Coggeshall

Coggeshall is a small historic market town and is regarded as one of the prettiest in Essex. It is uncertain from where the word Coggeshall derives, but it is mentioned in the Doomsday Book of 1086, as well as on a grant of the same period.

The town was the site of a Roman encampment, but it was the founding of the Cistercian Abbey by King Stephen and Queen Matilda in 1140, which was the most significant event in Coggeshall's history. The monks farmed sheep and it was this that led to the foundation of the town's prosperous wool trade during the 15th to 18th centuries.

Some of the abbey buildings still remain, including the chapel of St. Nicholas which was built of local brick in around 1220. After the dissolution of the monasteries, it fell into disrepair and was used as a cow shed and barn. In the late 1800s it was restored and has been a place of worship ever since.

Grange Barn, built in 1140, was also originally part of the Cistercian Abbey. It is situated on Abbey Lane, which is part of the route of 'The Essex Way' long distance footpath. It is the oldest surviving timber framed barn in Europe and measures 120 feet long by 45 feet wide and 35 feet high at the apex of the roof, which was originally thatched but replaced with tiles around the 14th century. Today the barn is owned by the National Trust and open to the public.

It was the wool merchants' wealth which financed the building of the cathedral style church of St Peter–Ad–Vincula in the 15th century. It is one of the largest churches in Essex.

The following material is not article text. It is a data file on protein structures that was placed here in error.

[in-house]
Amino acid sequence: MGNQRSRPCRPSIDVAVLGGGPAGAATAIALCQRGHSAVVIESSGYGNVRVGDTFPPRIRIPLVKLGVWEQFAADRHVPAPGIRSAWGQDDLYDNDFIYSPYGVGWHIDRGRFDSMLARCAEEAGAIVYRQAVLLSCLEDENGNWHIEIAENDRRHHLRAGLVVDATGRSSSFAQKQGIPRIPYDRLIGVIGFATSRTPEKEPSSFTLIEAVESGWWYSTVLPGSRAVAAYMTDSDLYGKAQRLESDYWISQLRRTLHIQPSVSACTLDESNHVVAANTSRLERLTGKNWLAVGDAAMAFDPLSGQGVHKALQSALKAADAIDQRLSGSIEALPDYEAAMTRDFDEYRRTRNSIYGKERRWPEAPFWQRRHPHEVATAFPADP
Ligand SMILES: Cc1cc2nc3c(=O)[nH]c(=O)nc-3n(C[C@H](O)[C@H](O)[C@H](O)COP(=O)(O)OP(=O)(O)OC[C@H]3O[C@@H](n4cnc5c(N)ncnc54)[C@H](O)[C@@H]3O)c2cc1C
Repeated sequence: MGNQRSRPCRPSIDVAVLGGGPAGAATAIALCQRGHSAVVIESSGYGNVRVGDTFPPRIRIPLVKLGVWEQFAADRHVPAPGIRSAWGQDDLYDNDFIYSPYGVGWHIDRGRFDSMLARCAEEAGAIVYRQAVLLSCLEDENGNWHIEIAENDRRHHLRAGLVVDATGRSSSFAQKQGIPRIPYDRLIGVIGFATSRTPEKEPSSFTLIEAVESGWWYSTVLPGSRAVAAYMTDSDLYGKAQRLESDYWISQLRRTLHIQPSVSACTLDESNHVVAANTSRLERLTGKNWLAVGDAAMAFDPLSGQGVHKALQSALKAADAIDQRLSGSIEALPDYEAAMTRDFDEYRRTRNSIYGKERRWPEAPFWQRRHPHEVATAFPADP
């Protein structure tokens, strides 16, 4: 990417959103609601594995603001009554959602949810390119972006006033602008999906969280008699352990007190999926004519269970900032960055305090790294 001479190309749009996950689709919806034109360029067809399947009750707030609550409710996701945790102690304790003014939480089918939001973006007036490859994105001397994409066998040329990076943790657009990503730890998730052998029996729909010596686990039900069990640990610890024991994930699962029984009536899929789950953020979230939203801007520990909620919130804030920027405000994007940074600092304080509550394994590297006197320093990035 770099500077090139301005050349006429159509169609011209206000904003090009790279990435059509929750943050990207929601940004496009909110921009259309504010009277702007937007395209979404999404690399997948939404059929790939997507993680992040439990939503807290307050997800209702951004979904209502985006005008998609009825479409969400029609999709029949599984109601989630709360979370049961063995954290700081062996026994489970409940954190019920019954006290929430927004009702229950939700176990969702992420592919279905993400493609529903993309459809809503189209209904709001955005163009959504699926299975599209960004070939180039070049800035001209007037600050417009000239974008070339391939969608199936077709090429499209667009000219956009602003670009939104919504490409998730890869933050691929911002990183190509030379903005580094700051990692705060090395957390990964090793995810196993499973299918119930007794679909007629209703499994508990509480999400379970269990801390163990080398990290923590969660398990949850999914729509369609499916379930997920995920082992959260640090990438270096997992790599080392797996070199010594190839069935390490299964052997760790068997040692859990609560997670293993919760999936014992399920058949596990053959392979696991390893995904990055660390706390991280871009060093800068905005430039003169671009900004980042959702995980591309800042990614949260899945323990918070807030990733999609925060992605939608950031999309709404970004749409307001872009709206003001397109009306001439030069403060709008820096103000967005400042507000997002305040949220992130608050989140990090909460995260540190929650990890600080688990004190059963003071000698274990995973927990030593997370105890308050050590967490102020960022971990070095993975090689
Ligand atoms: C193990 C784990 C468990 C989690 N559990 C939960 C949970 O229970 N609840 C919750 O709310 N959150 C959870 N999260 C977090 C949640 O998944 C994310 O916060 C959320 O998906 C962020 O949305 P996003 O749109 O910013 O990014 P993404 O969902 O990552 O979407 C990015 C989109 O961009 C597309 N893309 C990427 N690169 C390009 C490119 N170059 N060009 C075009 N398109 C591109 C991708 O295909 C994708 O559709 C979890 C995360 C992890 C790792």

The Roman Catholic church of St Bernard of Clairvaux, and the Baptist/Methodist Christ Church (formerly the Congregational Church) are the other two churches in Coggeshall.

Opposite Christ Church is the local library which was once the Friends Meeting House, and it was here that the founder of the Quakers, George Fox, visited in 1655 and gave a speech to 2000 people.

Coggeshall is home to over 200 listed buildings, some of which are owned by the National Trust and date from the time of the wool trade, such as Paycocke's House.

Paycocke's House is a 16th century timber framed building in West Street, which was built by the prosperous wool merchant, John Paycocke, as a wedding present for his youngest son. It is one of the most interesting buildings in Coggeshall, with a wonderfully panelled interior, with richly carved ceiling beams. The garden is planted in keeping with the age of the house.

The Woolpack Inn was built in the 15th century and, although the original owner is unknown, it is said that it once belonged to one of Coggeshall's rich wool merchants. Between 1665 and 1708, the house was used as a non-conformist chapel, and in 1708 became an inn known as 'The Woolpack'.

The town became particularly renowned for its fine Coggeshall white cloth until the collapse of the wool trade at the end of the 18th century, when new industries were founded producing the luxury textiles of silk, velvet and lace.

The form of lace made here was called 'Tambour Lace', which had been introduced in around 1812 by French emigrant, Monsieur Drago, who had settled in Coggeshall with his two daughters. The town's lace was sold to retailers in London, such as the department store, Libertys.

The town produced the blue and crimson silk velvet for the coronations of both Edward Vlll and George V.